Only suflicient stabilizer is required to stabilize the polymer against actinic degradation. Depending on the nature of the polymer, the particular stabilizer employed,
and the severity of exposure of the resulting composition, from about 0.001% to by Weight of the stabilizer, based on the polymer, will be required. In most cases, however, from about 0.1% to about 1% on the same basis will be sufficient.
In addition to the actinic stabilizers described, the plastic compositions of the invention may contain other additives such as plasticizers, pigments, fillers, dyes, glass or other fibers, thermal antioxidants, and the like. For example, in most applications, it Will be desirable to incorporate into the resin compositions sufficient thermal antioxidant to protect the plastic against thermal and oxidative degradation.
'The amount of antioxidant required will be comparable to that of the actinic stabilizer, i.e., from about 0.001% to about 10% by weight, based on the polymer. Representative of such antioxidants are amino compounds such as diisopropanolamine; p-phenylene diamine and durene diamine; phosphite esters, such as triphenyl phosphite and dibutyl phosphite and alkyl aryl phosphite such as dibutyl phenyl phosphite, and the like.
The best results are obtained with a preferred class of thermal antioxidants, the hindered phenols. These compounds have been'found to provide the best thermal stabilization with the least attendant discoloration in the compositions of the invention. These phenols may be mononuclear, as in the case of 2,6-di-tert-butylphenol; 2,6-ditert-butyl-4-methylphenol; 2,6-diisopropy1 4 methoxymethylphenol; 2,6-di-tert-butyl-4 hydroxymethylphenol; and 2,4-dimethyl-6-tert-butyl-phenol; or they may be polynuclear. Particularly preferred polynuclear phenols are the biphenols, such as 3,3',S,5-tetra-tert-butyl biphenol and 3,3',5,5'-tertraisopropyl-biphenol; and such bisphenols as bis(3,5-di-tert-butyl-4-hydroxyphenyl)methane; bis(3- tert-butyl-S-methyl-Z-hydroxyphenyl)methane; and bis( 3- tert-butyl-S-methyl-Z-hydroxyphenyl)sulfide. Other polynuclear phenolic compounds which are elfective antioxidants include the bis(3,5-dialkyl-4-hydroxybenzyl)durenes, such as bis(3,5-di-tert-butyl-4 hydroxybenzyl)durene; the polyphenolic phenols, such as 2,4,6-tris(3,5-ditert-amyl 4 hydroxybenzyl)phenol; such polyphenolic benzenes as l,3,5-trimethyl-2,4,6-tris(3,5-di-tert-butyl 4- hydroxybenzyl)benzenes; and the di(3,5-dialkyl 4 hydroxybenzyl) polynuclear aromatics, such as 9,10-bis(3,5 di-tert-butyl-4-hydroxybenzyl)anthracene and 1,4-bis(3,5-' diisopropyl-4-hydrobenzyl naphthalene.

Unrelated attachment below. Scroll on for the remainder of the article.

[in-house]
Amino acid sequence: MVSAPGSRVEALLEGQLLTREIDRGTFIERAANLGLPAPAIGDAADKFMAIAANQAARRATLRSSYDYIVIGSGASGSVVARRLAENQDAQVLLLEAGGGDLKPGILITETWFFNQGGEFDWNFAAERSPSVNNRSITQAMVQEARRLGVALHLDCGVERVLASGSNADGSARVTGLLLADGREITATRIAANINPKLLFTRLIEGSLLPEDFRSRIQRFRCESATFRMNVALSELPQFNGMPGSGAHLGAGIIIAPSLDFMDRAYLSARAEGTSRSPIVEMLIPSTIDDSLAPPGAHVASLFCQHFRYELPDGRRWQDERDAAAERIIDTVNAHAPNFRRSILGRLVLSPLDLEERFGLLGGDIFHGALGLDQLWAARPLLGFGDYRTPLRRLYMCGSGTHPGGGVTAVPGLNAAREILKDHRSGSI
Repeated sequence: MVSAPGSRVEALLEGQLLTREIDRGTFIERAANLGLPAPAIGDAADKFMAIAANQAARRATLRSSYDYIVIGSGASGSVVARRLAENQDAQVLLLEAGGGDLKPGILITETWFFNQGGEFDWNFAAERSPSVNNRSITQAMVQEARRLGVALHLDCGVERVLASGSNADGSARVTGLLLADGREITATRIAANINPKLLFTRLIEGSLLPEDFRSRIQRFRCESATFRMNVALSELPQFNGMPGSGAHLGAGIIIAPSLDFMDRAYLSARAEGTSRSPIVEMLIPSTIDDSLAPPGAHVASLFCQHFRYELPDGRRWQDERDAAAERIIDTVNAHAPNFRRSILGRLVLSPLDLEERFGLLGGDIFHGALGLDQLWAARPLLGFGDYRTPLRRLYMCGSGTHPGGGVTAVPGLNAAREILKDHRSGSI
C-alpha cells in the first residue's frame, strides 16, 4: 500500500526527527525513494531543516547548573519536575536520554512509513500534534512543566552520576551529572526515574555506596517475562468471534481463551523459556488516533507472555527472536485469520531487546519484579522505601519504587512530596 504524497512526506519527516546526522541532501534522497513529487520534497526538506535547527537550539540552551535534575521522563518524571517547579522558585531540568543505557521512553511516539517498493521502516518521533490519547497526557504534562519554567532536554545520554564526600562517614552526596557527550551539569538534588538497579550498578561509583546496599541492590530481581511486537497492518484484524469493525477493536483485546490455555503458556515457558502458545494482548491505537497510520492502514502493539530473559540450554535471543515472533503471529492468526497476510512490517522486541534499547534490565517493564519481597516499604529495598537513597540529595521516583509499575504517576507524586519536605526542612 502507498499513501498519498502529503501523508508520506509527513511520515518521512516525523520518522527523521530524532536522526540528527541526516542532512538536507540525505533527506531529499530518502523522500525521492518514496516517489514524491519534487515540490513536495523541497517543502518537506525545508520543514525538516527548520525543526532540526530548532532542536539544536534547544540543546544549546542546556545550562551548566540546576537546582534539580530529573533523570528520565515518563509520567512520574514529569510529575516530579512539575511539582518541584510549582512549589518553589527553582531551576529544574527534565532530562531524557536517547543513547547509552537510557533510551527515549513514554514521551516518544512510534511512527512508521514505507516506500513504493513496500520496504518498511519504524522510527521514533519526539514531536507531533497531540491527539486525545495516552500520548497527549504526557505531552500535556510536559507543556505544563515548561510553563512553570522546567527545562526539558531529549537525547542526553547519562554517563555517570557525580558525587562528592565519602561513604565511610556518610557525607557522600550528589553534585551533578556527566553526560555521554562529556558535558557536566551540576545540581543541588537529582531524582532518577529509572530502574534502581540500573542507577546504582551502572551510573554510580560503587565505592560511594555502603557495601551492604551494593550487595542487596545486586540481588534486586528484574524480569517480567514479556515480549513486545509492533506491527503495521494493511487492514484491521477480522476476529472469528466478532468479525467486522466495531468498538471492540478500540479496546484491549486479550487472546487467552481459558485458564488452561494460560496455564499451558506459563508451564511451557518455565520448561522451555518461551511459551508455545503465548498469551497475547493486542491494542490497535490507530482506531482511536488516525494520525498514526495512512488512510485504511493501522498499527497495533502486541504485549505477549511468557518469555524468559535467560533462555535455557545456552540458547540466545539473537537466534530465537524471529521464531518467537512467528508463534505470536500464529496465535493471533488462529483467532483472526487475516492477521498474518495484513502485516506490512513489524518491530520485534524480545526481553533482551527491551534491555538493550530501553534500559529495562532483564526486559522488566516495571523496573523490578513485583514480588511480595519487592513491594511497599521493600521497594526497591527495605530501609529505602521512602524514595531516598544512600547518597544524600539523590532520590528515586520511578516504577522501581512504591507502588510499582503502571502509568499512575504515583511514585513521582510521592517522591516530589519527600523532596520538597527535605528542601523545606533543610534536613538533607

The hindered phenolic antioxidants may be used in combination with sulfur compounds which improve their antioxidant properties, i.e., which act as synergists for the phenolic antioxidants. Typical of such sulfur compounds are dialkyl beta thiodipropionates such as the di-lauryl and the di-stearyl beta thiodipropionate; higher alkyl disulfides, such as cetyl disulfide; and other compounds having sulfide linkages.